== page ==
Ryan Fletcher and Ewan Stewart in Beautiful Burnout. Photo by Richard Termine.
BOTTOM LINE: A wonderfully theatrical piece, in which a solid play becomes unforgettable because of several beautiful and energetic dance/movement numbers.
If you saw Black Watch, then you have some idea of the beauty and wonder that choreographer Steven Hoggett is capable of. (And if you didn’t see Black Watch, I urge you to check it out when it returns to St. Ann’s in April). With co-director and choreographer Scott Graham, Hoggett has created another piece of theatrical magic. Far superior to much of the theatre that plays in Manhattan, Beautiful Burnout is absolutely worth the trip to DUMBO.
Beautiful Burnout is, at its core, a fairly traditional play about a boxing gym in Scotland. Owner Bobby Burgess (a wonderfully grizzly Ewan Stewart) coaches four young men, and one woman, who all want to move from the amateur circuit to the professional arena. Some do, and some don’t, creating tension and conflict among the trainees. As we see them warm up, spar, and discuss strategy, we learn about the scrappy world of amateur boxing, and about what can happen during three minutes (the length of a round). And through one of the boxer’s mothers (Blythe Duff), we also see what it is like to watch a loved one participate in a sport that some view as noble, but which others find barbaric.
On its own, Lavery’s play would be a nice, comfortable piece of theatre. Successive scenes in the ring are interspersed with monologues in which characters directly address the audience. The five amateur boxers are distinct and well-developed. Even their names (Neil Neill, Ainsley Binney), often repeated by Coach Burgess, help develop character, as in the scene in which the boxers fantasize about how their real names might become catchy slogans once they become famous.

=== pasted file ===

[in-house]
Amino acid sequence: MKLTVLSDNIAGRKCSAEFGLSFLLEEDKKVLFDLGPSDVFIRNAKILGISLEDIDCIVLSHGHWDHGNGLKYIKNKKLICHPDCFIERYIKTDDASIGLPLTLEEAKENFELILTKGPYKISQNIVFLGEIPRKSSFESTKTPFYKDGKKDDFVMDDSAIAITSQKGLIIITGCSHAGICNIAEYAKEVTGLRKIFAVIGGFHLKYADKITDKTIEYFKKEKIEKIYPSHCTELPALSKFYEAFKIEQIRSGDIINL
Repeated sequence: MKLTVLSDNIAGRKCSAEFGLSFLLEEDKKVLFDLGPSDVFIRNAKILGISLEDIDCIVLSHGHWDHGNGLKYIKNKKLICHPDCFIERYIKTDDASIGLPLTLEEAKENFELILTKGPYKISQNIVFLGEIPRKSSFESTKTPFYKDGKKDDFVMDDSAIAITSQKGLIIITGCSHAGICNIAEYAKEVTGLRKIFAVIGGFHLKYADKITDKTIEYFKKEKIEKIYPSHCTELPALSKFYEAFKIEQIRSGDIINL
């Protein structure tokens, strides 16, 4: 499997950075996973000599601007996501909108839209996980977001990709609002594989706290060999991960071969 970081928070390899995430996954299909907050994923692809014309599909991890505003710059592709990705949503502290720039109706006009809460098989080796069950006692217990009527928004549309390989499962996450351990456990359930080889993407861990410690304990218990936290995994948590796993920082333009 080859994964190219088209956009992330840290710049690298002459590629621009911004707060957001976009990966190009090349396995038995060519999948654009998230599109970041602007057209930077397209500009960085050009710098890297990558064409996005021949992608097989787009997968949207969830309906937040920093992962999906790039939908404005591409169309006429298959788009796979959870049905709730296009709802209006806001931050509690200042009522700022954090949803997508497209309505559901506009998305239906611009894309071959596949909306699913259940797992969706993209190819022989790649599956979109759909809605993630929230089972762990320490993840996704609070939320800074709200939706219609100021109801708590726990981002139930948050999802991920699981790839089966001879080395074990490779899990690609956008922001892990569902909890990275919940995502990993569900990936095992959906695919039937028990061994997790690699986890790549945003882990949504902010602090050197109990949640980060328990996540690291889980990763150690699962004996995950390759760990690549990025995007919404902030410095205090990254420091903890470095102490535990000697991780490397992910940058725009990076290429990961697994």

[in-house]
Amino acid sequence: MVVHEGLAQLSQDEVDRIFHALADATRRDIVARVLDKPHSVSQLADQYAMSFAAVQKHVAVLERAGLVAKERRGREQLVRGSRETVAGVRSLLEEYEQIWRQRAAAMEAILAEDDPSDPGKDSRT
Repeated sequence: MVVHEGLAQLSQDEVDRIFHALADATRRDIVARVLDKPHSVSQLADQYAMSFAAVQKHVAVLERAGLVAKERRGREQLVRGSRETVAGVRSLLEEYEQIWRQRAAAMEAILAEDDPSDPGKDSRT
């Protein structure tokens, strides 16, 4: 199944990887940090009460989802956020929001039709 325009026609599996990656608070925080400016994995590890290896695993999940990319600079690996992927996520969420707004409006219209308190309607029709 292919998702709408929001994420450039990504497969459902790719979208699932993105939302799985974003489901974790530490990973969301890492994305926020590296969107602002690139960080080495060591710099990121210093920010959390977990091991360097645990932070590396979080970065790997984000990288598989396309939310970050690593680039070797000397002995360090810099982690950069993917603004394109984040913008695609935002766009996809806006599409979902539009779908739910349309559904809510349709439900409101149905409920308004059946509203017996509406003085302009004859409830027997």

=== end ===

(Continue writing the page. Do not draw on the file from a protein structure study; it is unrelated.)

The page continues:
However, while the script is decent, the main reasons to see Beautiful Burnout are the dance numbers. With driving techno music by Underworld, these periodic breaks in the narrative are some of the most exciting pieces of theatrical movement I have seen in a long time. In one, a mandated workout session takes on a rhythmically meditative feeling. (I kept thinking- if only going to the gym was this magical!) The final match might be my favorite boxing scene ever (including any boxing movie you can think of), one in which the rest periods between rounds are as precise and fluid as the fighting sequences. And even an otherwise banal moment, in which Coach Burgess first wraps newcomer Burns’s hands, takes on ritualistic importance because of the stunningly graceful movement that arises seemingly out of nothing.
Laura Hopkins’s simple set, a raised boxing ring backed by a wall of television screens, holds some surprises that I won’t reveal here. The audience sits on three sides of the ring, although from what I could tell, a lot of the action is directed primarily to the center section. I’m not sure, but those of us who sat there seemed to have a slightly better view.
There are a lot of similarities between Beautiful Burnout and Black Watch, and I must admit, I think Black Watch is the better piece. Both deal with themes of masculinity, brotherhood, and loyalty amongst lower class men (and women) who don’t have many choices in life. And while both make use of a similar structure, the movement in Beautiful Burnout is less fully integrated into the piece, or perhaps there is just less of it. That said, Beautiful Burnout is still excellent theatre. Think of it as an appetizer that whets your appetite for the returning Black Watch. Either one is great on its own, but for the full meal, I’d suggest seeing both.
(Beautiful Burnout plays at St. Ann’s Warehouse, 38 Water Street, in DUMBO, Brooklyn, through March 27, 2011. Performances are Tuesdays through Fridays at 8PM, Saturdays at 2PM and 8PM, and Sundays at 4PM. Tickets are $40 - $70. To buy tickets, and for more information, visit www.stannswarehouse.org, or call 718.254.8779.)